I once read that we are exposed to more information in a day than an 18th century man was exposed to in his entire lifetime. This factoid was published in the pre-Google era, so I'm confident that this is now a gross understatement. The point remains, however, that we are bombarded with information from innumerable directions.
Besides feeling perpetually stressed and behind on the information you should be consuming, you might face stronger consequences from the mistakes that come with information overload. Mistakes may arise from the incorrect use of information – or from the use of incorrect information. An employee might disclose specifications that have not received final approval, effectively misinforming a client. A project manager might have bad information about the status of an activity and incorrectly authorize a purchase order. Mistakes can be costly and time-consuming to correct -- further exacerbating the overloaded feeling.
And then there is the problem of incomplete information. Often there is no way to avoid decision-making with partial information. But there are times when key information is available -- but you don't know that you know it (as an organization). For example, a new professional on staff is working on a project that's remarkably similar to another undertaken five years earlier by a long-timer. The problem is, neither knows about what the other is working on (you may note a hint of personal experience on this one!). The result is unnecessary work and a lost opportunity to learn from experience.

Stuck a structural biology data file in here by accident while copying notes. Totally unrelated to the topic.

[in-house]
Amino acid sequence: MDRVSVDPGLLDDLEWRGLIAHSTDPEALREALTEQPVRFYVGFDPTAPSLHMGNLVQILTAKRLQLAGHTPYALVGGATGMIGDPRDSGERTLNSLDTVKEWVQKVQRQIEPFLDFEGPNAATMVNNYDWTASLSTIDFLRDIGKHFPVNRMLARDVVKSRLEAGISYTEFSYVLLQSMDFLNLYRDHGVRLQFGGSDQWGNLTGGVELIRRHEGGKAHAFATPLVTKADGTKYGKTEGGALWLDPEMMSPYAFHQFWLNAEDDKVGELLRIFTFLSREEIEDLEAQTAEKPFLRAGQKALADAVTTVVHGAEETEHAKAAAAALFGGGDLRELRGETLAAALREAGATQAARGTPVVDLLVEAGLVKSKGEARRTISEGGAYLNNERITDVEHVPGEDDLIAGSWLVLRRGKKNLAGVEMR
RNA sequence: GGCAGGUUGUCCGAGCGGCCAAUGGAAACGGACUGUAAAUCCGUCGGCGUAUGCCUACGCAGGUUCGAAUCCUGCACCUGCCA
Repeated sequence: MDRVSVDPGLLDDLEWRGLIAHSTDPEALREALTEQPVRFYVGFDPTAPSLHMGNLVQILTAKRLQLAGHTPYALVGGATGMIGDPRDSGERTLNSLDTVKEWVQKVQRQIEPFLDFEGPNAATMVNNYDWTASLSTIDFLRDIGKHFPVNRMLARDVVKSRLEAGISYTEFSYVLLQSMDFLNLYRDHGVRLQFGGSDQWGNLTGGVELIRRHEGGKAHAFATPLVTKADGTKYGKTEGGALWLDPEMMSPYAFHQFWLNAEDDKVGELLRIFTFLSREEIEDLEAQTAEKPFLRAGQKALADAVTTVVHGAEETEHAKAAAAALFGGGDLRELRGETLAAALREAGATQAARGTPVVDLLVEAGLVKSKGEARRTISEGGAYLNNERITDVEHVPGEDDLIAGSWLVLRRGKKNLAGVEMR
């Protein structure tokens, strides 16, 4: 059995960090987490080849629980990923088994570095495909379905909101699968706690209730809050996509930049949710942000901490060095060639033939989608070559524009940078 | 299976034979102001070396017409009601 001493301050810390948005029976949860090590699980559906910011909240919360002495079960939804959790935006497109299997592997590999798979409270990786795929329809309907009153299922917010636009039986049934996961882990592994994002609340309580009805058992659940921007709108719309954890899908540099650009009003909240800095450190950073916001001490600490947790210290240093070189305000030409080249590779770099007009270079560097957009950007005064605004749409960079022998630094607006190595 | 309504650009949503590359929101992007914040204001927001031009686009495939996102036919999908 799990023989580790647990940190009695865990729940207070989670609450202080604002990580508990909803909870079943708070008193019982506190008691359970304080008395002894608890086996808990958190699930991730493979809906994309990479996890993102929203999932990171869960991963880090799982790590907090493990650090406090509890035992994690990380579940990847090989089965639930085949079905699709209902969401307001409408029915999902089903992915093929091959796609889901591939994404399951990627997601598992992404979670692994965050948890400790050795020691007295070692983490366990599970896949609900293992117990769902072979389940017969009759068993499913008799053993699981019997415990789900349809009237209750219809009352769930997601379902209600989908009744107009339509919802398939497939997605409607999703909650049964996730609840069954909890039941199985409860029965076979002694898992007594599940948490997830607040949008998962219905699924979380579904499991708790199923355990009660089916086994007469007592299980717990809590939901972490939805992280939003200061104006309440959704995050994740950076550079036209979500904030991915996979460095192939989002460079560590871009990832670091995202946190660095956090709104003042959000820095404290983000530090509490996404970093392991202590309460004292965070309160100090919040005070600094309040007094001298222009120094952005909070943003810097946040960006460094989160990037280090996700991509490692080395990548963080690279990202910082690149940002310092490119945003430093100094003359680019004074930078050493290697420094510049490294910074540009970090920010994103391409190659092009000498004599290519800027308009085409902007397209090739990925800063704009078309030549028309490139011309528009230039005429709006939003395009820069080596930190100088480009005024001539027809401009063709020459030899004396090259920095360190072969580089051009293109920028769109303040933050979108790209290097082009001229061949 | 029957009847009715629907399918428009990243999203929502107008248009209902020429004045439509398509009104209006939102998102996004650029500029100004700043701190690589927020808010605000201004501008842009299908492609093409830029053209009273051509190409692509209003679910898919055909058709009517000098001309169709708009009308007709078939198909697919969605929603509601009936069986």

The Answer is To Be Intentional To Know What You Know.
On an organizational level, being intentional about what you know is important to protect your intellectual capital and is often referred to as "knowledge management." Knowledge management initiatives can range widely in formality and structure. Capturing key learnings and making them accessible to other employees in a spirit of continuous improvement is the common denominator. Conducting project post-mortems is one of my favorite starting points. A good post-mortem avoids blame and considers the following:
What went better than we thought it would?
What was more difficult than we anticipated?
If we had it to do over, would we do anything differently?
Were there key learnings gained or capabilities developed along the way?
Unfortunately, organizations, teams, workgroups, often move on to the next project and don't take the time to evaluate their past performance.
On a individual level, being intentional means being deliberate about the information sources you monitor for each of your life roles. Limit the ones that you enjoy as a guilty pleasure, be it TV, social media, or...? Think about what information sources have the most value? Check out www.informationdiet.com/for an excellent set of guidelines and encouragement to help you be more intentional.